"I wove into the story chunks of early African history. I wrote about Black people and white. I wrote about hunting and gold mining and carousing and women," he said in a biography on his official website.

He also leaned on meticulous historical research and his own extensive travels, establishing a method he would use over a career spanning five decades in which he wrote nearly 50 novels and sold about 130 million books.

Another golden rule came from his publisher, Charles Pick.

"He said: 'Write only about those things you know well.' Since then I have written only about Africa," Smith said.

Born hunter

Born on January 9, 1933, to a British family in what was then Northern Rhodesia, Smith encountered from an early age the forest, hills and savannah of Africa on his parents' large ranch.

He credits his mother with teaching him to love nature and reading, while his father gave him a rifle at the age of 8, the start of what he acknowledged was a lifelong love affair with firearms and hunting.

"There are more big-game hunters in Smith's oeuvre than spies in the works of John le Carre, and yet it is possible that he has slaughtered even more animals in real life than on the page," Britain's Daily Telegraph wrote in 2014.

Also a scuba diver and mountain climber in his time, Smith was not afraid to throw himself into his research, saying that for his 1970 novel "Gold Mine" he took a job in a South African gold mine for a few weeks.

"I was a sort of privileged member of the team, I could ask questions and not be told to shut up," he told the Daily Telegraph of his experience.

'Action-man author'

Smith studied at South Africa's Rhodes University, intending to become a journalist until his father said, as he recounts on his website, "Don't be a bloody fool. … Go and find yourself a real job."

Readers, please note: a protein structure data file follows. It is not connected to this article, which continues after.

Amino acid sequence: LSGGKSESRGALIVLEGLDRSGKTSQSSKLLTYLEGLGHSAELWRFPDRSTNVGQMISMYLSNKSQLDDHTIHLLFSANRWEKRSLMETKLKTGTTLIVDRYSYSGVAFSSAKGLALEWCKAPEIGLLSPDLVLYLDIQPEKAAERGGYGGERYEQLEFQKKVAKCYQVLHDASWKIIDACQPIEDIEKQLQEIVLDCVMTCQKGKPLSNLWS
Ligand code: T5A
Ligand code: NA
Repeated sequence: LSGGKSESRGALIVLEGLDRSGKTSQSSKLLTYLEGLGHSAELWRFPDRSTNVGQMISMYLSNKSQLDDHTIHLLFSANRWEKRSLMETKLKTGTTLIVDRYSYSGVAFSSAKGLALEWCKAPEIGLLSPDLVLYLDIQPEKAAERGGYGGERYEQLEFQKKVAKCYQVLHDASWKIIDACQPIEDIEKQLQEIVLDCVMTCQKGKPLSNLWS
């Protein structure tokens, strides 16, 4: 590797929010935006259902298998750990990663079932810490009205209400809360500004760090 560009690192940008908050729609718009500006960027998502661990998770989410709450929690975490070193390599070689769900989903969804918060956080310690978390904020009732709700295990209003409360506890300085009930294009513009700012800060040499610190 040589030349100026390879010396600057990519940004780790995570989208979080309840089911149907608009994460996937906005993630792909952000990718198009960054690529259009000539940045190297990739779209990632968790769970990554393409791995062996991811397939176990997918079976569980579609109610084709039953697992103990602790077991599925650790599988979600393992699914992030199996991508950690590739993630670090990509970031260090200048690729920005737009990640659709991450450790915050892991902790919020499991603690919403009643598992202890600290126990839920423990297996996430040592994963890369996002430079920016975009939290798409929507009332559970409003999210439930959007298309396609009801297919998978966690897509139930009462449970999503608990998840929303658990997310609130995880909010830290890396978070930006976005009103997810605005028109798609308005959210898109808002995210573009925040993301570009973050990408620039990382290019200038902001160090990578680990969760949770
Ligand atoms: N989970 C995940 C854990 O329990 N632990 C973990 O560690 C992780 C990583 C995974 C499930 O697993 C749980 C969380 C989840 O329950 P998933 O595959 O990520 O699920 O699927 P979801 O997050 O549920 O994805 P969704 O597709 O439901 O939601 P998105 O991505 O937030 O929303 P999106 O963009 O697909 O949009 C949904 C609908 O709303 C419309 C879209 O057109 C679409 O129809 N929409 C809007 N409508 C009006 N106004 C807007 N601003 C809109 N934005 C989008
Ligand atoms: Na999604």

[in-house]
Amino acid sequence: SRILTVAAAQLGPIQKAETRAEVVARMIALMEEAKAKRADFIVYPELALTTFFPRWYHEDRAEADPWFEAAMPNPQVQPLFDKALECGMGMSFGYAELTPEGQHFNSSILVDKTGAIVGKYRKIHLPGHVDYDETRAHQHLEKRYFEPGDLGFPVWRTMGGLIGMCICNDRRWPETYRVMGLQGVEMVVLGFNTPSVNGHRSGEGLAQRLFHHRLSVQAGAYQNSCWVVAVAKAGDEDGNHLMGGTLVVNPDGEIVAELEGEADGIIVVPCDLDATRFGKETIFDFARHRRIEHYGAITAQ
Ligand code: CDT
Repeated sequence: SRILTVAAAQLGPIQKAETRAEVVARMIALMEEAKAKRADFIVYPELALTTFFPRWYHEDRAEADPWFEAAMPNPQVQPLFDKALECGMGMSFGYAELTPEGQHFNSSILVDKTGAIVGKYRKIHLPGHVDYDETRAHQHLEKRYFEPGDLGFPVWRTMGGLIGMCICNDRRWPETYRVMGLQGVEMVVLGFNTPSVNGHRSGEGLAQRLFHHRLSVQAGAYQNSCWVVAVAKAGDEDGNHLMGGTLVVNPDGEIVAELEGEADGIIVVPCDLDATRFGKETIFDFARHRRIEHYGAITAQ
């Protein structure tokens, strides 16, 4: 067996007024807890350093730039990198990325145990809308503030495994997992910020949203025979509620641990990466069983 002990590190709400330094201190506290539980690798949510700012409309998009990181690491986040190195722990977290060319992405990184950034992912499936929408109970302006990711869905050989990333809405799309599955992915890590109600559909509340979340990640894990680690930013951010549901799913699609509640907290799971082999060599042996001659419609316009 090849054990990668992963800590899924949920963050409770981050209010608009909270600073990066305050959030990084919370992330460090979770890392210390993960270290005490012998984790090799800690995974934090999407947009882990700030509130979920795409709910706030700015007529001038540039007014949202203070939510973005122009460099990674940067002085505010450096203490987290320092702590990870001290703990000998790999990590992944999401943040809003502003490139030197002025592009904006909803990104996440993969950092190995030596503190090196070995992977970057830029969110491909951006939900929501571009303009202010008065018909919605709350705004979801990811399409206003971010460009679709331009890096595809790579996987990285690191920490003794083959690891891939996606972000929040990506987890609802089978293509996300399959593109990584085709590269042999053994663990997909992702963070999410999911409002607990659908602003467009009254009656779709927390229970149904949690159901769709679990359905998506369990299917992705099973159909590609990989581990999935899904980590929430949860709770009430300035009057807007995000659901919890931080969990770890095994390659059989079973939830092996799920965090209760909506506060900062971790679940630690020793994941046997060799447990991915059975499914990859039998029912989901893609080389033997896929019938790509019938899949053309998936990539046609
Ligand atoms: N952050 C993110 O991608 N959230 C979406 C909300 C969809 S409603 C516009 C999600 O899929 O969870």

There followed a "soul-destroying" stint as a chartered accountant, during which he turned to fiction.

The success of "When the Lion Feeds" encouraged him to become a full-time writer and led to the Courtney series, which runs up to "The Tiger's Prey" published in 2017, more than 50 years after the first book.

The four-part Ballantyne series is themed on colonial wealth and the racial struggle in the former Rhodesia, today's Zimbabwe. There is also a series on Egypt, while standalone novels include "The Sunbird" (1972) and "Those in Peril" (2011).

His books have been translated into around 30 languages and some made into films, including "Shout at the Devil" with Lee Marvin and Roger Moore in 1976.

Describing Smith as the "ultimate action-man author," Britain's Daily Mail in 2017 remarked that it was perhaps surprising his books still appeal considering their "politically incorrect whirl of sex, violence, casual misogyny, big-game hunters, mining, full-breasted women and slaughtered beasts."

A life of adventure

Answering a question on his site about the secret of his success, he says it is about "embroidering" a bit on real life.

"I write about men who are more manly and beautiful women who are really more beautiful than any women you'd meet," he said, confirming he sometimes worked with co-writers.

Published in 2018, his autobiography "On Leopard Rock" chronicles his own adventures, including being attacked by lions, getting lost in the African bush and crawling through the precarious tunnels of gold mines.

He was married four times, with his last wife, Mokhiniso Rakhimova from Tajikistan, his junior by 39 years.

Smith spent most of his time in South Africa and had homes in Cape Town, London, Switzerland and Malta.

Source: Voice of America